“I’m sorry, what?”
“Is your uncle,” she opens her file, “Godfrey here?”
I only look at her, confused.
“You told Doctor Lanely and Nurse Doris that you’re living with him.”
Shit. They sold me out. I knew Doris couldn’t be trusted
“He’s not here at the moment.”
“Meaning he is here most other times?” she asks sweetly.
“Ahh, not exactly.”
“Then what is it exactly?”
“I’m sorry, I can’t have this conversation right now,” I say closing the door behind me.
“I’m late for school. Could we do this after I come back from school?”
She looks at me for a long and uncomfortable moment.
“This cannot wait. Either the process continues without you or you allow me to get some input from you.”
I’m busted. There’s no running away from this.
“Ok, come in,” I tell her.
When she gets in, she looks around the house like she inspects it. She shows herself to the living room and takes a seat.
“I see that you have managed to keep things tidy.”
I take a seat on the adjacent couch. She opens her file and takes out a pen.
“So you are not living with your uncle.”
I remain tightlipped.
“I’d appreciate it if we didn’t lie or withhold information from each other. I’m here to figure out the best course of action that needs to be taken to enable your best welfare.”
“No, I’m not living with my uncle.”
She writes something in her file.
“And why is that?”
“Because he lives far from here—”
“An hour from here,” she interrupts.
“Yes. I would have to change schools, friends, and visiting my mother in hospital would become more difficult.”
“How are you surviving on your own?”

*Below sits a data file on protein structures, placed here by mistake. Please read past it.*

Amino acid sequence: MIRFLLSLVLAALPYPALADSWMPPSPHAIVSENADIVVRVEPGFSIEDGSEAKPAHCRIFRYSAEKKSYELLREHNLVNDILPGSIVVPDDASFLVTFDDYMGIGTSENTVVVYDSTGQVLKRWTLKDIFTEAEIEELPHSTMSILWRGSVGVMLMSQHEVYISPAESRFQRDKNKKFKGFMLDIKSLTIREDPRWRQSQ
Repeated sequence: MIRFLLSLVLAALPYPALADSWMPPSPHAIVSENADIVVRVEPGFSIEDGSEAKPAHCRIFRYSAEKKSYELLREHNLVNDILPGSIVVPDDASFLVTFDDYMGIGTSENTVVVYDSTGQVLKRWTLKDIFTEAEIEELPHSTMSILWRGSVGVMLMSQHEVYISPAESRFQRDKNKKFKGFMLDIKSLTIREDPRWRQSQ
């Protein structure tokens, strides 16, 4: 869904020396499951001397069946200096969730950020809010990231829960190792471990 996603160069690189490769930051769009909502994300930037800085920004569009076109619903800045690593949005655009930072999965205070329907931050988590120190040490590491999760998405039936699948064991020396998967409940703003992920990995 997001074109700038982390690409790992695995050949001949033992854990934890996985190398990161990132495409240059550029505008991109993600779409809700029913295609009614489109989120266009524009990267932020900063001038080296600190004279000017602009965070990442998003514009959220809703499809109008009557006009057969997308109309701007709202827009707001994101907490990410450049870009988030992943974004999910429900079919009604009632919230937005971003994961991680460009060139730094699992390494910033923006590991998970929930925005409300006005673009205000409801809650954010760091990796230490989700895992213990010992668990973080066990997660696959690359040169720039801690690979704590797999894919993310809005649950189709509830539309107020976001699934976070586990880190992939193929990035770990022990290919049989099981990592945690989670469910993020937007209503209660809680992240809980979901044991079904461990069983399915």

“It has been only four days. There is some food in the kitchen—frozen pizzas and some groceries.”
I don’t think she needs to know I have access to mother’s bank account.
She writes in her file again.
“I understand you have an aunt, Tory Wellding, your mother’s sister,” she says looking up.
Aunt Tory. She lives the detached life with her lover, free from the trappings of modern society and the responsibility of raising a family, according to mother. A glorified hippie, mother has said on some occasions. She used her inheritance from grandfather to buy farmland, where she lives and grows her own organic food with her partner.
A woman with degrees in literature and philosophy should know better than to shut herself from the world, mother once said. What better candidate for the hippie lifestyle, dad had countered.
I smile to myself.
“Yes,” I answer.
“How would you feel about living with her?”
“And become a Buddhist.”
She smiles. At least my sarcasm isn’t lost on her.
“Is it ok if I moved around the house?”
“What about school. I’ll be late.”
“Don’t worry about that. I’ll call and tell them that you’ll come in later. I’ll drive you there when we’re done here.”
I sigh to subdue my frustration.
“Sure, you can look around.”
“Great,” she says getting up.
“There’s no need for you to show me around. I’m sure I can find my own way. You can just wait for me and prepare to go to school. It shouldn’t take too long.”
She heads upstairs and I rush to Dad’s office. I rummage through his contacts until I find his lawyer’s number. I will not be living with any of my crazy relatives. I call the number.
“Greg Roving, hello.”
“Hello, I need your help,” I say in a hushed voice.
“I’m sorry but who is this?”
“It’s William Bain.”
“William Bain. Rowan Bain’s boy?”
“Ok, how can I help?”
“My mother was diagnosed with late-onset schizophrenia and a social worker is here at my house. She’s asking questions about my wellbeing and if I can live with my aunt or uncle.”
I speak like I have a gun to my head. I don’t want to give Gladys a heads up on my plans. The phone call must end before she comes downstairs.
“How old are you?”
“I see. I think the social worker is concerned that you are a minor living alone. He or—”
“It’s a she. I mean she’s a woman.”
What the hell am I saying?
“She probably wants to place you with an adult.”
“What if I don’t want to be placed with an adult? What if I can take care of myself?”
“First of all, you must be sure of this before we can proceed. After you’re certain, we need to make sure that we can prove it.”
“I’m sure. I have been taking care of myself and my mother for some time now. How do I continue taking care of myself?”
“Well, you can apply for emancipation from the status of a minor.”